Can anyone tell me any possible dangers/risks that could happen if a wire overheats even if it's insulated properly?
Answers to your previous posts related to this subject have pointed out that the primary function of electrical insulation is not to prevent electrical overheating. Assuming you now understand that, I will attempt to answer your current question.
The possible risks are overheating causing thermal degradation of insulation leading to failure of insulation to protect against electric shock, short circuits and ground faults.
The primary concern is for electrical insulation being the “victim” of overheating. Overheating can degrade the electrical insulating properties of insulation so that the insulation no longer provides protection against electric shock. If the insulation is between live conductors or between live conductors and ground, its failure could also increase the risk of short circuits and ground faults increasing the risk of fire and shock. Of course if the overheating is high enough it could directly ignite the insulation.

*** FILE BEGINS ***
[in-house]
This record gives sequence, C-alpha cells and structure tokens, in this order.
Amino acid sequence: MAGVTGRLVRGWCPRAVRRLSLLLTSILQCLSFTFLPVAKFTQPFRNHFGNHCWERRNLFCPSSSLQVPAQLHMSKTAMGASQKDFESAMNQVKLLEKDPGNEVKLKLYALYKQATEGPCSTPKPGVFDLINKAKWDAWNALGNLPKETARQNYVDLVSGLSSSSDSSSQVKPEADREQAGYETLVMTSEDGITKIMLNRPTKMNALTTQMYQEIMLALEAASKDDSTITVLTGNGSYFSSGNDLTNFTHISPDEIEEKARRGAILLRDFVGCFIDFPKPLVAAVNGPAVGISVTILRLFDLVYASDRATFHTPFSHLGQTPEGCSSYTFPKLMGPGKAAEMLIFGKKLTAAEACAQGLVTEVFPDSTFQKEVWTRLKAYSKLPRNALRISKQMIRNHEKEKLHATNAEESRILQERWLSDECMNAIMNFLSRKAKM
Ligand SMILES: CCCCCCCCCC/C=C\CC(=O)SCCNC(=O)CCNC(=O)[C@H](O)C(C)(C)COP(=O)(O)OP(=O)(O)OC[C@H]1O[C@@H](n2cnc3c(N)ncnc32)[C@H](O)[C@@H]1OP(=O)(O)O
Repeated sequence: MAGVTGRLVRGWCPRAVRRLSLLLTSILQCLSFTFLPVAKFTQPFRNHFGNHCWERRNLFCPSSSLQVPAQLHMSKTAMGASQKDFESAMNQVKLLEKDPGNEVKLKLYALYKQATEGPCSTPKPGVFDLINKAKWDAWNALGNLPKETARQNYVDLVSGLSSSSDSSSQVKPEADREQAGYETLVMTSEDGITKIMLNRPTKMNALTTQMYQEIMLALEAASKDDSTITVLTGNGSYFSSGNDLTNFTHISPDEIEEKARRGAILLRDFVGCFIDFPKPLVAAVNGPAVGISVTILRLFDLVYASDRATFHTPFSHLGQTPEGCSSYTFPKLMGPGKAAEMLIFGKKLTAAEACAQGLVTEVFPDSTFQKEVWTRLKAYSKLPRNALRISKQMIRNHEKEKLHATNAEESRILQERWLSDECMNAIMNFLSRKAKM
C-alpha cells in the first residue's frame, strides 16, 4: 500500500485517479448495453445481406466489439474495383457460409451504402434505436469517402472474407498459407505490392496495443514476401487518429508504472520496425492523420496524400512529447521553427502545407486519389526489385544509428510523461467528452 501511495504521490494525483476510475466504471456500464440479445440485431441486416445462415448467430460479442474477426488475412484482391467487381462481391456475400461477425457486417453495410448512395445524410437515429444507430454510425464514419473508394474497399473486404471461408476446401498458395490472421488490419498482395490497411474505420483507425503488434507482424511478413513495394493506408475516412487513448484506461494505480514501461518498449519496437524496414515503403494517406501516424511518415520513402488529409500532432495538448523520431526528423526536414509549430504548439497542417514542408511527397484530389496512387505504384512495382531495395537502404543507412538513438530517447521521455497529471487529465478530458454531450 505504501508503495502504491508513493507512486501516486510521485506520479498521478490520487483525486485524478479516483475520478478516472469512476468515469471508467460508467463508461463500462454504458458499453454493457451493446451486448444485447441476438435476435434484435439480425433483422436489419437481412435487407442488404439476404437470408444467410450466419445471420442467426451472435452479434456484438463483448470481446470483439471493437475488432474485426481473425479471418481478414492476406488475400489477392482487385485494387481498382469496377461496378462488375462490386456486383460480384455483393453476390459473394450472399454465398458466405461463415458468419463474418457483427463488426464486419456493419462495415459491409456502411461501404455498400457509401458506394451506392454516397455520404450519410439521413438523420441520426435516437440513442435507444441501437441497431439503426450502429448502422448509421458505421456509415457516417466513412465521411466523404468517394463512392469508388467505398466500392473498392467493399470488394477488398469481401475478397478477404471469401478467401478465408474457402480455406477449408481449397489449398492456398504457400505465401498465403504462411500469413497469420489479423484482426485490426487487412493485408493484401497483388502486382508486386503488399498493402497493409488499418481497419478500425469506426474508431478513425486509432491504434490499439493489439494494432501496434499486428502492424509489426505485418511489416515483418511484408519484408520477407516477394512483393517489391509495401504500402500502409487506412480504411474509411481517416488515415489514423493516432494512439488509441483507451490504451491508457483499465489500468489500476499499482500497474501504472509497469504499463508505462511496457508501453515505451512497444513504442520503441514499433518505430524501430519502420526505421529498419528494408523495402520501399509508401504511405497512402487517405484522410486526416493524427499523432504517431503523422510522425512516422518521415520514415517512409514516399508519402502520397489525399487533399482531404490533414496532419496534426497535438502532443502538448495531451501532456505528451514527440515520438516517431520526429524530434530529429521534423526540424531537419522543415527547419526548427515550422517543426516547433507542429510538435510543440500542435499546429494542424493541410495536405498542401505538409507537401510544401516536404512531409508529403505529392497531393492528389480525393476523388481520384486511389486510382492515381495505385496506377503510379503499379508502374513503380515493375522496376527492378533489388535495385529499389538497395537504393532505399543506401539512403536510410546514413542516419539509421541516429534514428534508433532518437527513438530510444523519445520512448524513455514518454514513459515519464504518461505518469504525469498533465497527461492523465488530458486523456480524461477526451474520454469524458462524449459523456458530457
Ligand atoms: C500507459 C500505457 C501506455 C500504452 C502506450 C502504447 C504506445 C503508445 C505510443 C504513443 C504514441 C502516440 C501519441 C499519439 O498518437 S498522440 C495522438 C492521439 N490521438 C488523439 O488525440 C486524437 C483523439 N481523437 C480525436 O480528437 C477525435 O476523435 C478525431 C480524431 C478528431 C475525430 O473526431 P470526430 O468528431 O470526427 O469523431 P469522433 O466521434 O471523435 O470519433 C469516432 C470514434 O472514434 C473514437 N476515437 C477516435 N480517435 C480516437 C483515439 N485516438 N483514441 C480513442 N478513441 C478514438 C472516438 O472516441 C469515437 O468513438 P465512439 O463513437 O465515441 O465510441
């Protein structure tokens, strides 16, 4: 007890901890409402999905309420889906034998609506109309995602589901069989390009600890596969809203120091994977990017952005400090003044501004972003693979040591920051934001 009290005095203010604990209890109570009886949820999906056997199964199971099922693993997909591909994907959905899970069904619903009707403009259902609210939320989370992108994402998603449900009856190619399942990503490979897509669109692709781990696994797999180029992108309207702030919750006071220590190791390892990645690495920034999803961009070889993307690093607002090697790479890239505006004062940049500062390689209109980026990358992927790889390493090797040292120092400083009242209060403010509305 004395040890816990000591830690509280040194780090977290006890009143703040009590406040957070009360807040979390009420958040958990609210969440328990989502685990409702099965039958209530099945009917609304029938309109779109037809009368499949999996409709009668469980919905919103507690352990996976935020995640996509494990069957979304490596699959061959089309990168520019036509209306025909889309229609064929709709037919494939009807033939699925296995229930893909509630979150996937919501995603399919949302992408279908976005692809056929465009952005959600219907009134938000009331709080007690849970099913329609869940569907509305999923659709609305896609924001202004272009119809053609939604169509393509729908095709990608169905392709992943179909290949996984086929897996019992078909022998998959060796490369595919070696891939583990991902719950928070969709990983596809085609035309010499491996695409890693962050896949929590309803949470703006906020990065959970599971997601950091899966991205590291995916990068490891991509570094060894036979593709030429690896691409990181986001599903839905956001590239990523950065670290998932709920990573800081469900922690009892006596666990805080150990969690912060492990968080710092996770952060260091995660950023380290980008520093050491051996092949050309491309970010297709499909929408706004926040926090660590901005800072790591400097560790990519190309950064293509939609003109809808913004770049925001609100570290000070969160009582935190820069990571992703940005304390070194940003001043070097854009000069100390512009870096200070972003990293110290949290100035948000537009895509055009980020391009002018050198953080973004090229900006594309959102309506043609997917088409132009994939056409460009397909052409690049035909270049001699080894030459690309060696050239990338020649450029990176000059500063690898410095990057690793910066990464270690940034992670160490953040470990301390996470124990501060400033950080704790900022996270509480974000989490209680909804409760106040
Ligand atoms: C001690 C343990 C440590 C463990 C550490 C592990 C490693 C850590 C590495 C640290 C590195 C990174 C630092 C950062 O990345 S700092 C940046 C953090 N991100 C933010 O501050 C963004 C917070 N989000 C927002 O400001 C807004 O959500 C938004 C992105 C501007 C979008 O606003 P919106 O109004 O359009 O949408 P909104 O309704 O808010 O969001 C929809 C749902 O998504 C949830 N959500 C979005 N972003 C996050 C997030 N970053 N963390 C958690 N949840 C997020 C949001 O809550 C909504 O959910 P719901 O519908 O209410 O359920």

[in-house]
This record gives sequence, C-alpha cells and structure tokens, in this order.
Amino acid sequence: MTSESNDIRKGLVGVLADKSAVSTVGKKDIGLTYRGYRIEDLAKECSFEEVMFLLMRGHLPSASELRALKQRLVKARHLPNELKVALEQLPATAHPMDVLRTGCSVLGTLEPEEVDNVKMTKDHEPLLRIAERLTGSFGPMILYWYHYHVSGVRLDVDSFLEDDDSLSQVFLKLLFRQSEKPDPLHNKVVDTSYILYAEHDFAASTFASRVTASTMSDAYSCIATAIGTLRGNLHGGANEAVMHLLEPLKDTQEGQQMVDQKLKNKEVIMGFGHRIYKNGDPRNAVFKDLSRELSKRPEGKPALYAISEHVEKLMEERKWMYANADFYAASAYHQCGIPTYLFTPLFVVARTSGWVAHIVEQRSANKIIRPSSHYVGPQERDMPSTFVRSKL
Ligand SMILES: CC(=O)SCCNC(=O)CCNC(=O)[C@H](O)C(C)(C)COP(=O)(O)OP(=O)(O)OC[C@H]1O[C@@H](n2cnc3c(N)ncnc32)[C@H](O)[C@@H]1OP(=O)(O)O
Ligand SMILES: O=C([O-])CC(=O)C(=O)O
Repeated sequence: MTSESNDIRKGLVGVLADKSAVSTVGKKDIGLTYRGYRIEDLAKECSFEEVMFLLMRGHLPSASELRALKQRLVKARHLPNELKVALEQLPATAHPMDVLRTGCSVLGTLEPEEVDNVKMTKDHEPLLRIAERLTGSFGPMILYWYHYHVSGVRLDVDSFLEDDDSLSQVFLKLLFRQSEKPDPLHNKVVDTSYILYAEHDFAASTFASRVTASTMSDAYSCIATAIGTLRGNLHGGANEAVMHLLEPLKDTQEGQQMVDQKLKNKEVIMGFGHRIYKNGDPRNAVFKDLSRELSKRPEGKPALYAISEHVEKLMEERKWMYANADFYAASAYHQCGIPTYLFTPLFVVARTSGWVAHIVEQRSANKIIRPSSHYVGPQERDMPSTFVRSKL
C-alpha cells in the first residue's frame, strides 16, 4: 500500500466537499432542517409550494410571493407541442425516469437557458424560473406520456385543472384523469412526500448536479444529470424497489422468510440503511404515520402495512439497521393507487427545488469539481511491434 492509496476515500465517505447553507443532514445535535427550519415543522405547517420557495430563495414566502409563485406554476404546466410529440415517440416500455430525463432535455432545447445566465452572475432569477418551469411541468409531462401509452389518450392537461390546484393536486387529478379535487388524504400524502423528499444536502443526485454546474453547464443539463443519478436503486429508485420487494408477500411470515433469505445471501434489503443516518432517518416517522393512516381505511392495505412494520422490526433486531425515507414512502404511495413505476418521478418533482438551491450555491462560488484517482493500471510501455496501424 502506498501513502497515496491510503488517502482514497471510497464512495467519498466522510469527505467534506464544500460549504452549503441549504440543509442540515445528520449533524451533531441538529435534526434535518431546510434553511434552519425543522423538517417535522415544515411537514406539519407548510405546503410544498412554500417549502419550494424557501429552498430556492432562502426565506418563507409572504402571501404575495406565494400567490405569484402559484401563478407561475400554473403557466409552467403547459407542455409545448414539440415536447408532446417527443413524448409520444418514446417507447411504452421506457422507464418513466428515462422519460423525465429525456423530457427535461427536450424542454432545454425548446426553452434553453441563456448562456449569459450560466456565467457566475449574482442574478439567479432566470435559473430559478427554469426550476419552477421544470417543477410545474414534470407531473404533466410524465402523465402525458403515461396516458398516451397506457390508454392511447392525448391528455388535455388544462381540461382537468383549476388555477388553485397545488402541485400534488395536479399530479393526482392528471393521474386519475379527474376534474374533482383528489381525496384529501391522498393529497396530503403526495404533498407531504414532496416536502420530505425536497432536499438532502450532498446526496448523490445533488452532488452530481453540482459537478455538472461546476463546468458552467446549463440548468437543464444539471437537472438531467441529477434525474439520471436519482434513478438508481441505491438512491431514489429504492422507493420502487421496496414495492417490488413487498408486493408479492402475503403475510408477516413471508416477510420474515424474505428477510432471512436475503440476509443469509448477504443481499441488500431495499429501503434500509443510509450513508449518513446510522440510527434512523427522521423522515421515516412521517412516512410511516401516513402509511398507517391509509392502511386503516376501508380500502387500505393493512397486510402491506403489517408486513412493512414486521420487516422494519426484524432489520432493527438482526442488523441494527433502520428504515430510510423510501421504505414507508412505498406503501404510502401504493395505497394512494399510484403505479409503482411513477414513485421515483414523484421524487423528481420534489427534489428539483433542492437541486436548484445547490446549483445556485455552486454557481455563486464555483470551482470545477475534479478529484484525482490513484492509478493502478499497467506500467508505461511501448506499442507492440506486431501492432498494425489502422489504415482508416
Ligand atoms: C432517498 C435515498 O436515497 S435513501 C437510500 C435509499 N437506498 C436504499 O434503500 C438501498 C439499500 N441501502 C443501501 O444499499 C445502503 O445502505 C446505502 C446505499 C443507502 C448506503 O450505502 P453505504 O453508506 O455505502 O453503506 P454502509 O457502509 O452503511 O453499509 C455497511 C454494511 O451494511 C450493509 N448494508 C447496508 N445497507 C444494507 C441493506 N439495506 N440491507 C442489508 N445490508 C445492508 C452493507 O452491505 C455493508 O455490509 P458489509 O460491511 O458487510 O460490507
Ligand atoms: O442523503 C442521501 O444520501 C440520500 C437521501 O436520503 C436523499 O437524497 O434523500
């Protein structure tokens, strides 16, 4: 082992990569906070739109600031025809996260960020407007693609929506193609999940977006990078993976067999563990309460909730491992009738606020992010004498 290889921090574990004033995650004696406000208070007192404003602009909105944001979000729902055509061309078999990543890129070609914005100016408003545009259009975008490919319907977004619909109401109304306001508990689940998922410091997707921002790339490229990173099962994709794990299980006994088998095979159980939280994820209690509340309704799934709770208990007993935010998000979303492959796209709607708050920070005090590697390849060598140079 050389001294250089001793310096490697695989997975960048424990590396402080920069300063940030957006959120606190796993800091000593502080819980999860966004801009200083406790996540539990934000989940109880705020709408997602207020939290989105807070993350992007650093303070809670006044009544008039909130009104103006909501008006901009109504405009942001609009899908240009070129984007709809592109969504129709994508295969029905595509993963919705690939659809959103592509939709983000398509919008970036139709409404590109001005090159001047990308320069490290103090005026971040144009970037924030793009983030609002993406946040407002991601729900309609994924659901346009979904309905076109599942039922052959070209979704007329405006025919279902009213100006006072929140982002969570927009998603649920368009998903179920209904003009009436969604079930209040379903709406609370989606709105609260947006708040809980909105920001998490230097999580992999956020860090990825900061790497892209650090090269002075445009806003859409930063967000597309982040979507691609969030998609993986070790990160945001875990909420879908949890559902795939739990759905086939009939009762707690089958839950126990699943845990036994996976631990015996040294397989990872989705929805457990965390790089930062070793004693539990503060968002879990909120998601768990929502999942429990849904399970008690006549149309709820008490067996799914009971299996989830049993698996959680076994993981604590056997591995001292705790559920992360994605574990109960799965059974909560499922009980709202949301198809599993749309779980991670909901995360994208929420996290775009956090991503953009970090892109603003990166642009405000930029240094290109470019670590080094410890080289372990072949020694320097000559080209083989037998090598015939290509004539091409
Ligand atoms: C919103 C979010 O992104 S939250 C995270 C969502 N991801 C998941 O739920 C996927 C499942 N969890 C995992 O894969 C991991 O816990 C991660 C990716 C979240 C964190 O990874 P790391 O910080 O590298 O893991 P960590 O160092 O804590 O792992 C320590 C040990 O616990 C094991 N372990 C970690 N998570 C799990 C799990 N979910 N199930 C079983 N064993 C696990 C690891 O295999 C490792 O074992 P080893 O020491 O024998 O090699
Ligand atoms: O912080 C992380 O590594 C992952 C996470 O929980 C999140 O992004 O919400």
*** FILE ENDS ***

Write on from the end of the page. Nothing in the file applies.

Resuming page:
In order to reduce these risks in the case of general use wiring, the principal safeguard is to reduce the likelihood of overheating. This mainly involves using properly sized conductors for the intended currents and coordinating that with properly sized overcurrent protection (fuses and circuit breakers).
Insulation can also be subjected to thermal degradation due to exposure to high temperatures in its environment, such as contact with high temperature external surfaces. If the temperatures are known insulation with an adequate temperature rating should be used.
This only touches on the subject. But I hope it gives you a better understanding.
When electric wires overheat, there are several dangers. As was said, if the temperature is high enough, the rubber insulator may melt away. The melted rubber, if it alights on a flammable substance, may cause fires. But also, the now exposed wire wilol not only be an electrocution danger, it causes current to bleed out to the sorroundings. This lessens the power feeding the equipment as a side effect. Although this was already said. And also, we know that the resistance of a metal depends on its temperature. As temperature increases, resistance decreases. As resistance decreases, current increases. According to Ohms law. In the case that there are electrical appliances or components attached across the wire, the current may go over the set limit and blow the equipment.